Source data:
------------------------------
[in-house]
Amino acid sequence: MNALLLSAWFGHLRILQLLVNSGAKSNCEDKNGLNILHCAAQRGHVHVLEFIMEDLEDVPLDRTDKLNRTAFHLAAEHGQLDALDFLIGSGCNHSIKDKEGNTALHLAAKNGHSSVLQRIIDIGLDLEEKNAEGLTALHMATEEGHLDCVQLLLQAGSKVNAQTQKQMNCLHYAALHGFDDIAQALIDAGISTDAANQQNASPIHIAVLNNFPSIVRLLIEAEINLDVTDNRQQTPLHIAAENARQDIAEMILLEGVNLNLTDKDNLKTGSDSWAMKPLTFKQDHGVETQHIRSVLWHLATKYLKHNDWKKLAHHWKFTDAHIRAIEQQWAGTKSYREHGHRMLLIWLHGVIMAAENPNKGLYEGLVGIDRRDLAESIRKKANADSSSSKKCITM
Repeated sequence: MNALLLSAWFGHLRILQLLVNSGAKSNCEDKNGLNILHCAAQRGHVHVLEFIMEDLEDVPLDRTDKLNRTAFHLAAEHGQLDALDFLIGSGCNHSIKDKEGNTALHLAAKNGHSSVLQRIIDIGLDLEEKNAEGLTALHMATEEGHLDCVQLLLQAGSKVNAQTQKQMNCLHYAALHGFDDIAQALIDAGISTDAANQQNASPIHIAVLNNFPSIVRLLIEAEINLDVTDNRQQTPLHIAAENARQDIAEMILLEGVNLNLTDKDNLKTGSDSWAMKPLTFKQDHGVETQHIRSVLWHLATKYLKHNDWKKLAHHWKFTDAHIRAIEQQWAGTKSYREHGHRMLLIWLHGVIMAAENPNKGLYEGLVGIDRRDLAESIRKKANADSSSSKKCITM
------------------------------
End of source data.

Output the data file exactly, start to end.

[in-house]
Amino acid sequence: MNALLLSAWFGHLRILQLLVNSGAKSNCEDKNGLNILHCAAQRGHVHVLEFIMEDLEDVPLDRTDKLNRTAFHLAAEHGQLDALDFLIGSGCNHSIKDKEGNTALHLAAKNGHSSVLQRIIDIGLDLEEKNAEGLTALHMATEEGHLDCVQLLLQAGSKVNAQTQKQMNCLHYAALHGFDDIAQALIDAGISTDAANQQNASPIHIAVLNNFPSIVRLLIEAEINLDVTDNRQQTPLHIAAENARQDIAEMILLEGVNLNLTDKDNLKTGSDSWAMKPLTFKQDHGVETQHIRSVLWHLATKYLKHNDWKKLAHHWKFTDAHIRAIEQQWAGTKSYREHGHRMLLIWLHGVIMAAENPNKGLYEGLVGIDRRDLAESIRKKANADSSSSKKCITM
Repeated sequence: MNALLLSAWFGHLRILQLLVNSGAKSNCEDKNGLNILHCAAQRGHVHVLEFIMEDLEDVPLDRTDKLNRTAFHLAAEHGQLDALDFLIGSGCNHSIKDKEGNTALHLAAKNGHSSVLQRIIDIGLDLEEKNAEGLTALHMATEEGHLDCVQLLLQAGSKVNAQTQKQMNCLHYAALHGFDDIAQALIDAGISTDAANQQNASPIHIAVLNNFPSIVRLLIEAEINLDVTDNRQQTPLHIAAENARQDIAEMILLEGVNLNLTDKDNLKTGSDSWAMKPLTFKQDHGVETQHIRSVLWHLATKYLKHNDWKKLAHHWKFTDAHIRAIEQQWAGTKSYREHGHRMLLIWLHGVIMAAENPNKGLYEGLVGIDRRDLAESIRKKANADSSSSKKCITM